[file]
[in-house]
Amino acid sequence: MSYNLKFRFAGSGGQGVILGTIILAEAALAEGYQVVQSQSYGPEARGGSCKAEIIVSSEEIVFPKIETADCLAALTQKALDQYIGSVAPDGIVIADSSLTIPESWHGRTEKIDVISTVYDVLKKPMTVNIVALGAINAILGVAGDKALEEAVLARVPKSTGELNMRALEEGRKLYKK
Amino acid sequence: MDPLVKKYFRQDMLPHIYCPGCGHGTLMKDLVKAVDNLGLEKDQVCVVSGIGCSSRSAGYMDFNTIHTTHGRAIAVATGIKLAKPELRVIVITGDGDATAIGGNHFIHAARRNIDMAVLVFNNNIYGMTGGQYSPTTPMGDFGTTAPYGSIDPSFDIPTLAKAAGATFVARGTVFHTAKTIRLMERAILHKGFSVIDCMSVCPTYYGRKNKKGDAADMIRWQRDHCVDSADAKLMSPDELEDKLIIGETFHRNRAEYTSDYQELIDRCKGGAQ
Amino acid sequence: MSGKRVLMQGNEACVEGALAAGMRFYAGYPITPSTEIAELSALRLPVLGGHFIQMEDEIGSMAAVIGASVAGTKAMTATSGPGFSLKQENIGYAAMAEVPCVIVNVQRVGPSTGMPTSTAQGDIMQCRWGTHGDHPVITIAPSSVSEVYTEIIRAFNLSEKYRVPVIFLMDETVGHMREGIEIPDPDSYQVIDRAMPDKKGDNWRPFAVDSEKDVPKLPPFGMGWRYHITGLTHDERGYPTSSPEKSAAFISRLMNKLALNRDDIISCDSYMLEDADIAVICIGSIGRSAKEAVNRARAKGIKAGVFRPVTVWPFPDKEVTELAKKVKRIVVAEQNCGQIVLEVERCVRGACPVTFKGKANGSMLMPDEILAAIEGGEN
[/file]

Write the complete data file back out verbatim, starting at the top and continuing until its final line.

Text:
[in-house]
Amino acid sequence: MSYNLKFRFAGSGGQGVILGTIILAEAALAEGYQVVQSQSYGPEARGGSCKAEIIVSSEEIVFPKIETADCLAALTQKALDQYIGSVAPDGIVIADSSLTIPESWHGRTEKIDVISTVYDVLKKPMTVNIVALGAINAILGVAGDKALEEAVLARVPKSTGELNMRALEEGRKLYKK
Amino acid sequence: MDPLVKKYFRQDMLPHIYCPGCGHGTLMKDLVKAVDNLGLEKDQVCVVSGIGCSSRSAGYMDFNTIHTTHGRAIAVATGIKLAKPELRVIVITGDGDATAIGGNHFIHAARRNIDMAVLVFNNNIYGMTGGQYSPTTPMGDFGTTAPYGSIDPSFDIPTLAKAAGATFVARGTVFHTAKTIRLMERAILHKGFSVIDCMSVCPTYYGRKNKKGDAADMIRWQRDHCVDSADAKLMSPDELEDKLIIGETFHRNRAEYTSDYQELIDRCKGGAQ
Amino acid sequence: MSGKRVLMQGNEACVEGALAAGMRFYAGYPITPSTEIAELSALRLPVLGGHFIQMEDEIGSMAAVIGASVAGTKAMTATSGPGFSLKQENIGYAAMAEVPCVIVNVQRVGPSTGMPTSTAQGDIMQCRWGTHGDHPVITIAPSSVSEVYTEIIRAFNLSEKYRVPVIFLMDETVGHMREGIEIPDPDSYQVIDRAMPDKKGDNWRPFAVDSEKDVPKLPPFGMGWRYHITGLTHDERGYPTSSPEKSAAFISRLMNKLALNRDDIISCDSYMLEDADIAVICIGSIGRSAKEAVNRARAKGIKAGVFRPVTVWPFPDKEVTELAKKVKRIVVAEQNCGQIVLEVERCVRGACPVTFKGKANGSMLMPDEILAAIEGGEN